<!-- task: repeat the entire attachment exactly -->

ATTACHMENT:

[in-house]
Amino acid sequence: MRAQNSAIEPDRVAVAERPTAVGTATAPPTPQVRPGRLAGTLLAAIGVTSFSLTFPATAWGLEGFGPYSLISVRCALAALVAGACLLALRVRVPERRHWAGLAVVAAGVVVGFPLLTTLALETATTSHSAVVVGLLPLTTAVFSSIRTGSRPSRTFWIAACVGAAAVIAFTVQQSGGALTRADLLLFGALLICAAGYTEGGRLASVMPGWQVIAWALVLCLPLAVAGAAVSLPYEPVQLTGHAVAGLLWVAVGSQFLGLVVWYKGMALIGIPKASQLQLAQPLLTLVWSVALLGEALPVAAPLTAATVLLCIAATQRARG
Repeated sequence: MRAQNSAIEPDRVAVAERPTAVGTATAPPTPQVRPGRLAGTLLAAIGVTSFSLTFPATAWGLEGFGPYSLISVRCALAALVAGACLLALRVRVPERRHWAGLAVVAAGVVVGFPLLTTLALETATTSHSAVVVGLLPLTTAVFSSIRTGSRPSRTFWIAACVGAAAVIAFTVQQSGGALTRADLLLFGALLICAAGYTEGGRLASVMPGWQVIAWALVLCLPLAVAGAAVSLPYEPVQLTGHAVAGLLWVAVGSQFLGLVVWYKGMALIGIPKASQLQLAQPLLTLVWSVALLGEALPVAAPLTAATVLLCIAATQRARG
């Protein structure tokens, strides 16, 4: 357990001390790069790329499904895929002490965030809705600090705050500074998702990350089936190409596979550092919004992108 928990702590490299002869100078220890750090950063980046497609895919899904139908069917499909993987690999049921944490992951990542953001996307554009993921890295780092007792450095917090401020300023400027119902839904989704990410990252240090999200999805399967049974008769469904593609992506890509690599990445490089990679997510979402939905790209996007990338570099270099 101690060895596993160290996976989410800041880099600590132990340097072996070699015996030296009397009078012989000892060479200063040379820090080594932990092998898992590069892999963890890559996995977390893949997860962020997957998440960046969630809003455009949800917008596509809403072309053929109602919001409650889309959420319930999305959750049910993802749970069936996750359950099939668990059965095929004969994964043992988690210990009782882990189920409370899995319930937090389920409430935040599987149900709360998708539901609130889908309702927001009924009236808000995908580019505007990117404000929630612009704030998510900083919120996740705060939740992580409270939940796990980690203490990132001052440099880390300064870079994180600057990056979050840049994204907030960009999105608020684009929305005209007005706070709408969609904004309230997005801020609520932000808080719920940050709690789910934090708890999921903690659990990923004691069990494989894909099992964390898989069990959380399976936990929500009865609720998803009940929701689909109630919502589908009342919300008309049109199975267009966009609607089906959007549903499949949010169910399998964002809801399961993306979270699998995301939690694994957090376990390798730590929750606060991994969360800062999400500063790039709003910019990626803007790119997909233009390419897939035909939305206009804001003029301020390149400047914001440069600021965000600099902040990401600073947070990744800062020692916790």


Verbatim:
[in-house]
Amino acid sequence: MRAQNSAIEPDRVAVAERPTAVGTATAPPTPQVRPGRLAGTLLAAIGVTSFSLTFPATAWGLEGFGPYSLISVRCALAALVAGACLLALRVRVPERRHWAGLAVVAAGVVVGFPLLTTLALETATTSHSAVVVGLLPLTTAVFSSIRTGSRPSRTFWIAACVGAAAVIAFTVQQSGGALTRADLLLFGALLICAAGYTEGGRLASVMPGWQVIAWALVLCLPLAVAGAAVSLPYEPVQLTGHAVAGLLWVAVGSQFLGLVVWYKGMALIGIPKASQLQLAQPLLTLVWSVALLGEALPVAAPLTAATVLLCIAATQRARG
Repeated sequence: MRAQNSAIEPDRVAVAERPTAVGTATAPPTPQVRPGRLAGTLLAAIGVTSFSLTFPATAWGLEGFGPYSLISVRCALAALVAGACLLALRVRVPERRHWAGLAVVAAGVVVGFPLLTTLALETATTSHSAVVVGLLPLTTAVFSSIRTGSRPSRTFWIAACVGAAAVIAFTVQQSGGALTRADLLLFGALLICAAGYTEGGRLASVMPGWQVIAWALVLCLPLAVAGAAVSLPYEPVQLTGHAVAGLLWVAVGSQFLGLVVWYKGMALIGIPKASQLQLAQPLLTLVWSVALLGEALPVAAPLTAATVLLCIAATQRARG
């Protein structure tokens, strides 16, 4: 357990001390790069790329499904895929002490965030809705600090705050500074998702990350089936190409596979550092919004992108 928990702590490299002869100078220890750090950063980046497609895919899904139908069917499909993987690999049921944490992951990542953001996307554009993921890295780092007792450095917090401020300023400027119902839904989704990410990252240090999200999805399967049974008769469904593609992506890509690599990445490089990679997510979402939905790209996007990338570099270099 101690060895596993160290996976989410800041880099600590132990340097072996070699015996030296009397009078012989000892060479200063040379820090080594932990092998898992590069892999963890890559996995977390893949997860962020997957998440960046969630809003455009949800917008596509809403072309053929109602919001409650889309959420319930999305959750049910993802749970069936996750359950099939668990059965095929004969994964043992988690210990009782882990189920409370899995319930937090389920409430935040599987149900709360998708539901609130889908309702927001009924009236808000995908580019505007990117404000929630612009704030998510900083919120996740705060939740992580409270939940796990980690203490990132001052440099880390300064870079994180600057990056979050840049994204907030960009999105608020684009929305005209007005706070709408969609904004309230997005801020609520932000808080719920940050709690789910934090708890999921903690659990990923004691069990494989894909099992964390898989069990959380399976936990929500009865609720998803009940929701689909109630919502589908009342919300008309049109199975267009966009609607089906959007549903499949949010169910399998964002809801399961993306979270699998995301939690694994957090376990390798730590929750606060991994969360800062999400500063790039709003910019990626803007790119997909233009390419897939035909939305206009804001003029301020390149400047914001440069600021965000600099902040990401600073947070990744800062020692916790």